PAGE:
sudo adduser --system --ingroup plex --no-create-home awsglacier

Step 2: Adjust permissions

The new user will need the following permissions:

  1. read permission for directory we want to back up
  2. read permission for our config
  3. read/write permission for the journal
  4. read/write permission for the logfile
  5. execute permission for the mtglacier script

Step 2.1: Read permission for directory we want to back up

Let’s get started with the permissions for our source directory. Those consist of two parts: the permission to execute commands on subdirectories (in order to list contained files for example) and the permission to read files. Please note that this part is highly dependant on your setup. I will show you what needs to be done for my setup but I cannot cover every possible scenario.

First, make sure your group owns the source directory:

sudo chown -R plex:plex /media/plex

Then set permissions for subdirectories:

sudo find /media/plex -type d -exec chmod 755 {} ;

Finally, set permissions for the files:

sudo find /media/plex -type f -exec chmod 644 {} ;

Step 2.2: Read permission for our config

Our config is currently owned by root. Since the file contains our AWS key and secret we will not want everybody to be able to read it. Thus, we change the owner and set the required permissions (read permission for our user, no permissions for anyone else). If we need to change the config later, we will do so as root.

sudo chown awsglacier:plex /etc/aws-glacier/config.d/my-backup.cfg
sudo chmod 400 /etc/aws-glacier/config.d/my-backup.cfg

Step 2.3: Read/write permission for the journal

We need to set similar permissions as we just did for the config here, but the user will also have to have write permission in order to update the journal.

sudo chown awsglacier:plex /etc/aws-glacier/journal.d/my-backup.journal
sudo chmod 600 /etc/aws-glacier/journal.d/my-backup.journal

Step 2.4: Read/write permission for the logfile

The logfiles contain the name of every file that has been uploaded, deleted, ignored, etc. by the backup script. Therefore, you might not want everybody to be able to read it. We will once again simply change the owner of the file and deny anyone but our user to access the file. If we need to check the log, we will have to do so as root. Please note that you will need to adjust these settings if you want to use log rotation of some sort.

sudo chown awsglacier:plex /var/log/aws-glacier/sync.log
sudo chmod 600 /var/log/aws-glacier/sync.log

Step 2.5: Execute permission for the mtglacier script

Last but not least, our user needs to able to execute the script. The script itself does not contain any valuable information so you can simply allow anyone to execute it. The required permissions should already be set (since Ubuntu would set them this way by default). You can make sure by running

ls -l /etc/aws-glacier

The output should look like this:

Step 3: Setting up regular syncs with our user

Just like we did in the basic version, we will need to add a cron job. This time however, we will add it for our awsglacier-user rather than for root.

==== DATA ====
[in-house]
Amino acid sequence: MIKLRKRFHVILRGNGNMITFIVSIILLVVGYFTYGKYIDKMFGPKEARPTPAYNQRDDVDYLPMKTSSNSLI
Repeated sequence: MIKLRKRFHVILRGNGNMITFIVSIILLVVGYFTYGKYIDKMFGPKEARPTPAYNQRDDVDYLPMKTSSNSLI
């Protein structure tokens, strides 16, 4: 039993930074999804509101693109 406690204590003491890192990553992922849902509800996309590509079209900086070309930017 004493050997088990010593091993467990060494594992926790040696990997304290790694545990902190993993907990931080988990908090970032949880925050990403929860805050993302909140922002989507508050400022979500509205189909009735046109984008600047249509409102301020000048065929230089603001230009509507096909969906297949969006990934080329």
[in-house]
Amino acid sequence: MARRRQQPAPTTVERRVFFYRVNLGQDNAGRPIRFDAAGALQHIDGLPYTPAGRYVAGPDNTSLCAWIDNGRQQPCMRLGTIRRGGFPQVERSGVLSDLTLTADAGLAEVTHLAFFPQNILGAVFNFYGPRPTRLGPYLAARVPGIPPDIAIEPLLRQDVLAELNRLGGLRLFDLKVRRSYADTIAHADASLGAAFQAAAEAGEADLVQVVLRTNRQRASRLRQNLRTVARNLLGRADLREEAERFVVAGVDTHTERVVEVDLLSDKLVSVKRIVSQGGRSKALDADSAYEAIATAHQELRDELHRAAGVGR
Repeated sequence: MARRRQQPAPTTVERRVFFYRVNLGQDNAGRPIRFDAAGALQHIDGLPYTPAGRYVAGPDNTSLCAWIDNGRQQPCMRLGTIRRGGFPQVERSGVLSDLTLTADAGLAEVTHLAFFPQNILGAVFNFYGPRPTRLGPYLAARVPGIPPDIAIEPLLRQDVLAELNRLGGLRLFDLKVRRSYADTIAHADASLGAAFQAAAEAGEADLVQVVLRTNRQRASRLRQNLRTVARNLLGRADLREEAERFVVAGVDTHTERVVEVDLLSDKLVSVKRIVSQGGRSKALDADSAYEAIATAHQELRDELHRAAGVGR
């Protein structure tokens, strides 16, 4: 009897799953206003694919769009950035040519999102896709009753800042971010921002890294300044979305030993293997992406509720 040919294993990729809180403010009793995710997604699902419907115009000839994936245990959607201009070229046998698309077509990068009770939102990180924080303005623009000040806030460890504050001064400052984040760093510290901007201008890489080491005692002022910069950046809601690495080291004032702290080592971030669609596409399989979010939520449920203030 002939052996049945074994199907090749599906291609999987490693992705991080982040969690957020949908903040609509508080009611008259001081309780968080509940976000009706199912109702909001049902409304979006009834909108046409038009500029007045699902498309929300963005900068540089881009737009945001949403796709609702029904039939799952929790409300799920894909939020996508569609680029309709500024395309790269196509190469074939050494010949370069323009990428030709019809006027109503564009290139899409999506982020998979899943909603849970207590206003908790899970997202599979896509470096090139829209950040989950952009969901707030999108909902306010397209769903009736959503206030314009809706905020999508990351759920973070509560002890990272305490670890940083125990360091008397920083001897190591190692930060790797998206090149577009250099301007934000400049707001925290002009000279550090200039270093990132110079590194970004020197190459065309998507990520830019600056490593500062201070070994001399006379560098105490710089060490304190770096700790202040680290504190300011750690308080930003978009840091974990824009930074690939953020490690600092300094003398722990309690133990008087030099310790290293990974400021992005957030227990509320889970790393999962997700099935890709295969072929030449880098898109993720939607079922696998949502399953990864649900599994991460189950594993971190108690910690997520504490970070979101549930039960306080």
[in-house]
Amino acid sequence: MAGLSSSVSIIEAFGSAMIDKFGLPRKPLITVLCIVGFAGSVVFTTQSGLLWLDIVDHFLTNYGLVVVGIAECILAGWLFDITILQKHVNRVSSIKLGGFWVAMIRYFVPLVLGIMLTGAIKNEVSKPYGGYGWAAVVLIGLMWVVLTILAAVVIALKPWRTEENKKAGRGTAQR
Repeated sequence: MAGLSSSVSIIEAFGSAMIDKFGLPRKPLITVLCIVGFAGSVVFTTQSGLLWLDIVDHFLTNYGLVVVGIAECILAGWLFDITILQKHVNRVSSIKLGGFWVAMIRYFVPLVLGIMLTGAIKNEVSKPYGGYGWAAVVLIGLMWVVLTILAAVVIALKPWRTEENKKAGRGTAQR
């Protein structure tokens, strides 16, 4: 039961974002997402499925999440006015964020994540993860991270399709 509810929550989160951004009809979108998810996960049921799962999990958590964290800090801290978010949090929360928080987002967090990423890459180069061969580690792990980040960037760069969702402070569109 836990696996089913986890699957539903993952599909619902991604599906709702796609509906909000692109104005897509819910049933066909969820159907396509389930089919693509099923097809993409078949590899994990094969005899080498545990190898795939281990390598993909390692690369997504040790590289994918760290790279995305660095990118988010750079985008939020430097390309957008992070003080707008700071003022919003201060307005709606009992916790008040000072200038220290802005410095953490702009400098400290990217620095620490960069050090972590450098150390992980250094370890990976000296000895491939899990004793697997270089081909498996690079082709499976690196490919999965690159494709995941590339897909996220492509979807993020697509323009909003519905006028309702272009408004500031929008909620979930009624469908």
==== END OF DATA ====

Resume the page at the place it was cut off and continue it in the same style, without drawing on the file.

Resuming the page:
sudo crontab -u awsglacier -e

And enter something like this:

30 15 * * * (cd /etc/aws-glacier;./mtglacier sync --config config.d/my-backup.cfg --new >> /var/log/aws-glacier/sync.log)

This will run the sync every day at 15:30 (3:30 pm).

Improvement #2: Adding log rotation

We set our sync up to run every single day. Since details of each of those syncs is written to the same file, that file will steadily grow and it will become cumbersome to find log entries for a specific day. In order to fix/avoid that, we can add log rotation using logrotate (which is installed by default on any buntu system).

Step 1: Create a logrotate config for the sync logs

We first need to add a logrotate config that controls when and how logs are going to be rotated.

Start by opening a text editor with a new file.

sudo nano /etc/logrotate.d/aws-sync

Then enter your config. You can use the config below or come up with your own. If you’re not familiar with the config options, check out the man page.

/var/log/aws-glacier/*.log {
     rotate 90
     create 0644 awsglacier plex
     dateformat -%Y-%m-%d
     extension .log
     olddir /var/log/aws-glacier/archive

This config tells logrotate to rotate logs daily, that 90 logs should be kept and that files should have the date of their entries added rather than just numbers. I won’t go into detail explaining what each option does. If you are unfamiliar with any of them, go ahead and check out the man page. However, here’s what your folder structure would look like after a few days (today is July 23rd 2018).


Feel free to change the config if this folder structure does not fit your needs.

Step 2: Test your config

You can test your config by running logrotate manually. If you don’t have any log files yet, this will basically just test the syntax. Otherwise you will get a detailed explanation on what will be done with each file.

sudo logrotate -d /etc/logrotate.d/aws-sync

If you already ran the sync on the day your are adding the log rotation, your output should look similar to this.

reading config file /etc/logrotate.d/aws-sync
extension is now .log
olddir is now /var/log/aws-glacier/archive
Reading state from file: /var/lib/logrotate/status
Allocating hash table for state file, size 64 entries
Handling 1 logs
rotating pattern: /var/log/aws-glacier/*.log  after 1 days (90 rotations)
olddir is /var/log/aws-glacier/archive, empty log files are not rotated, old logs are removed
considering log /var/log/aws-glacier/sync.log
  log does not need rotating

The gist of it is: Our only log file does not need to be rotated since it was last changed today.


Update 2019-12

Due to issues with and low transfer speeds of the mt-aws-glacier script, I have since switched to using rclone to sync to Backblaze’s B2 storage (rclone does not support Glacier). You can find out how to set that up here.